My new team commenced group texting right away. As it started, I grumbled to myself yet felt compelled to participate. There were moments where an email would have been better for keeping team deliverables clear and organized, yet the speed at which we were able to ask questions and get answers couldn’t be beaten. Soon, we were using emoticons to high five one another for a high score on a group project or for a worthy contribution during an in-class discussion. We celebrated the high points and we complained about the annoyances while we hashed out new library business perspectives.
Then came the collaboration over things that weren’t necessarily Library School related.
“How do I get this squirrel out of my house that my dog brought in?”
“Are you having a power outage too because of this thunder?”
“My husband just brought me dinner so I can finish this paper.”
“Did you see on Facebook that our classmate just had her baby? So cute!”
“Did your financial aid come through yet?”
We were bonding. And through this bonding, we were communicating more, not just about LIS matters but also about personal things.
I was enticed via text to take a leadership role in our library school program’s student chapter of the ALA. I reluctantly agreed and a new group text was formed with the student chapter ALA leadership. Here was a new conversation with new leadership mates. New bonds were forming while group tasks were being swiftly checked off the list.
And then it occurred to me. We were constantly debating in our class discussions about ways in which libraries could be more connected to their patrons. We were also constantly analyzing ways in which to better lead library teams. And it rang true to me that group text was one of the best things that had yet happened to me since my foray into library school. Why couldn’t it also serve me as a library professional, post-graduation? Of course it could!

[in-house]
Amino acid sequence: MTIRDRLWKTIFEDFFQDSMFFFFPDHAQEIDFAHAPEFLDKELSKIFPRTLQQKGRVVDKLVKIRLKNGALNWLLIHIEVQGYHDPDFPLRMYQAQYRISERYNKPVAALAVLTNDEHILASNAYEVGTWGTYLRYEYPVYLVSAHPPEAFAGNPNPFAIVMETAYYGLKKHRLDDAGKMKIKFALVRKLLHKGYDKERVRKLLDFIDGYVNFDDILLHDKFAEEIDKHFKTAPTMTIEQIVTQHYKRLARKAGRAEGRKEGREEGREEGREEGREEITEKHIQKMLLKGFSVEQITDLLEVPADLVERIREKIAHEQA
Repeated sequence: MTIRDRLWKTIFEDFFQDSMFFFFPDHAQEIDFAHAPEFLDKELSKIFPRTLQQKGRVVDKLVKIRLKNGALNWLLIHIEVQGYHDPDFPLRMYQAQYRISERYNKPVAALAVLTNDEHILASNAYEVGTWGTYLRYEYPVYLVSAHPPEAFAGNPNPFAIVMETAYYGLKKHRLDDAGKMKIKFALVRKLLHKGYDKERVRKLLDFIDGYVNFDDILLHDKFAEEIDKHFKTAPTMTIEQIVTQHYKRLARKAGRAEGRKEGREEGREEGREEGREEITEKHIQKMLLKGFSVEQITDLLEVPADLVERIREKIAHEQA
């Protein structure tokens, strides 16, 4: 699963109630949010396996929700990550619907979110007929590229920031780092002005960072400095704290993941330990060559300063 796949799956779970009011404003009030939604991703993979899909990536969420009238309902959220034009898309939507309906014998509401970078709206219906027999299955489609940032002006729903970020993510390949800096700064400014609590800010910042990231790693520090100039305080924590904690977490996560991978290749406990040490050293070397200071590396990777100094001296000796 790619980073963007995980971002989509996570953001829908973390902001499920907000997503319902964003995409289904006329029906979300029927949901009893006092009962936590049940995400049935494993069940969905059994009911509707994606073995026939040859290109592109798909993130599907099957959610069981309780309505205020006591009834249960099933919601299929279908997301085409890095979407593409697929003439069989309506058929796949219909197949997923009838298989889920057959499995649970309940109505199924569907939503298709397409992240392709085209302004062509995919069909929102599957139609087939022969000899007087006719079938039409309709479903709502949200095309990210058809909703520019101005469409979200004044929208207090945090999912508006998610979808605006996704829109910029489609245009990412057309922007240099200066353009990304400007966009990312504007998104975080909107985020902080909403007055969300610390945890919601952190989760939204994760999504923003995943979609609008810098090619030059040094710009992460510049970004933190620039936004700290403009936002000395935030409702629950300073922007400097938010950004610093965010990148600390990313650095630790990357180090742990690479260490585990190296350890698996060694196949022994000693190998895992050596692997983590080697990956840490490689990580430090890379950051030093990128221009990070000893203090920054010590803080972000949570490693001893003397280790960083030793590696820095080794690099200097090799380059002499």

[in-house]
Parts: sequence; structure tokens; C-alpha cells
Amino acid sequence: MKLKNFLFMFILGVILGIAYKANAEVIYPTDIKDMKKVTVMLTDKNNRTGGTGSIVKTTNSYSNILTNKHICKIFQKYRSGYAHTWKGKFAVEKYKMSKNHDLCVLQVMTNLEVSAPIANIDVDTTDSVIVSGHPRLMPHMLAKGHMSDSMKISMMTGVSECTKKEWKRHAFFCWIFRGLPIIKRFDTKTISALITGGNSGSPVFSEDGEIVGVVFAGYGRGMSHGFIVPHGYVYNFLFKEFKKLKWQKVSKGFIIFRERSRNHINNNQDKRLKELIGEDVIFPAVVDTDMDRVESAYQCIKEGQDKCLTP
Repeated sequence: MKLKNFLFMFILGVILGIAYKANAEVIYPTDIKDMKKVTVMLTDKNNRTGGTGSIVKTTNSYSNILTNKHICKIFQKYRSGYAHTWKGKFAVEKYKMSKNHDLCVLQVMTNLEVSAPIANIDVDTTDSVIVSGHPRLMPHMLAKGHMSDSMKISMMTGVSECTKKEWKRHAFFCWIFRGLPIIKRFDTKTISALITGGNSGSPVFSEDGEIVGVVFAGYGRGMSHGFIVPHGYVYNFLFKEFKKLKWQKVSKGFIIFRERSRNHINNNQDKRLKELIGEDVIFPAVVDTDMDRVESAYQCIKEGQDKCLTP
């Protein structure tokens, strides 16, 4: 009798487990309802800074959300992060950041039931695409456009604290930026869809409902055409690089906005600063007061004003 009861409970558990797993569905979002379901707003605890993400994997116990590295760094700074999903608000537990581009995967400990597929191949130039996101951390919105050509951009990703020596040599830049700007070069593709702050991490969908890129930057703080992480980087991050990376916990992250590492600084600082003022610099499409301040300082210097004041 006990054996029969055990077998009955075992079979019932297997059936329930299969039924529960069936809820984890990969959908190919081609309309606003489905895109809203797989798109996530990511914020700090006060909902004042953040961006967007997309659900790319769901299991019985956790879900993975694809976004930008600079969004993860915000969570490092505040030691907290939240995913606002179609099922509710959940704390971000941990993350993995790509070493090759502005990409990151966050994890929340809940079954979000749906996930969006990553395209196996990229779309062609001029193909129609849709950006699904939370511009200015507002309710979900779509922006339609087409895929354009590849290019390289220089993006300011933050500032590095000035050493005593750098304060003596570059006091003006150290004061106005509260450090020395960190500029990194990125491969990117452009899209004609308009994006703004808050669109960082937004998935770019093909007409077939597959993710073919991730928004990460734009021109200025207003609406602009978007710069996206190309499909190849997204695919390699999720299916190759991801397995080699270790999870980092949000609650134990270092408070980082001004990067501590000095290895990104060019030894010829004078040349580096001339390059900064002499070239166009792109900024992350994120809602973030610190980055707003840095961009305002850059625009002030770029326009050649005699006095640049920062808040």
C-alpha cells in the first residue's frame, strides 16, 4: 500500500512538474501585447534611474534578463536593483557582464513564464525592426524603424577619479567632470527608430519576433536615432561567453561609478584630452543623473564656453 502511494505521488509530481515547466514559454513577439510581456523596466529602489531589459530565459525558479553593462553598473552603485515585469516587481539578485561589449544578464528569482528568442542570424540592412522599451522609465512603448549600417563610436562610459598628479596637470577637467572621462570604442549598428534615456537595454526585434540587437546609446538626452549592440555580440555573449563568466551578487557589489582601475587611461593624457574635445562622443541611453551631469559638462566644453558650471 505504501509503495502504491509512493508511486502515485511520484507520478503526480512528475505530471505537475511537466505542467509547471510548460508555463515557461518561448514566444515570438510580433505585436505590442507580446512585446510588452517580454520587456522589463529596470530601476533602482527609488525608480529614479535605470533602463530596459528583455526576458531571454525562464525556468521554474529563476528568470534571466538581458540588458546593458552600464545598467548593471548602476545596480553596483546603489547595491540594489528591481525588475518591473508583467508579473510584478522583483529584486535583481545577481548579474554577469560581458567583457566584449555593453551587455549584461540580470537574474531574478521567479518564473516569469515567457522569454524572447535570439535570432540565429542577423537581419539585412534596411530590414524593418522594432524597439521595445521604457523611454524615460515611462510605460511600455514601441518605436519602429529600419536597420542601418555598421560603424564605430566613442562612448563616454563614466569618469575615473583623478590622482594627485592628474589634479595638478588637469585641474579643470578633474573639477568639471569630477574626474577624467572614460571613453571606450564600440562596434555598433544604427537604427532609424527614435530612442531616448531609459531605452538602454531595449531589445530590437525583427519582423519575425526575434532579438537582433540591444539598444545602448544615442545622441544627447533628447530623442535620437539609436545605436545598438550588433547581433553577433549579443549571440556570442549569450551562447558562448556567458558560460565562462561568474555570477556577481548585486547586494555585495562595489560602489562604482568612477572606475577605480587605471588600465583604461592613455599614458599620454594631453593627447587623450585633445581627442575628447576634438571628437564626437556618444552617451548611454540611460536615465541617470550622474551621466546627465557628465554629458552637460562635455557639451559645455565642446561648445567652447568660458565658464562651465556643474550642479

Through group text, my team was moving a quick and efficient pace while at the same time becoming more bonded with each character typed. New friendships were formed through text which manifested into volunteer and internship possibilities. By the end of the semester came, “I’m worried about my next team. I hope you all are on it. I can’t imagine library school without you on my team.” And the responsive, “I can’t wait to walk with you when we all graduate next spring.”
Similar to our library school team texting experience, why couldn’t librarians also text their way into the hearts of their patrons? Why couldn’t library leaders text with their library staff teams for specific projects? Who says we must stay stuck in any official modes of communication if we are organically moving into a new technological space? I mean, my dentist confirms my appointments via text. Political campaigns are texting for confirmation of your support and reminding you when to vote and where and if you are registered to do so. Library leaders and library staff ought to be able to do the same.
Texting with my library school teammates has made me less serious in my business approaches. I’m more bonded with my cohort and my LIS program. Librarians could use text to bond with their teams and patrons while also taking an efficient approach to strategic library goals. With everyone bonded and feeling more valued, everyone wins, including library stakeholders.
Even in group text settings, the conversation can feel very personal, very one-on-one. Wouldn’t you like a personal textual relationship with your local librarian? I would! Because, well…deeper human connection, right?
Dione is a graduate candidate in the MMLIS at USC’s Marshall School of Business. She also volunteers at the Natural History Museum of Los Angeles County Research Library as she works her way through her library program. “What I am not is complacent. I am passionate about this life experience. I strive to make a difference, leave a legacy and set a higher standard.”
Image credit, “Texting” by babytomtom Flickr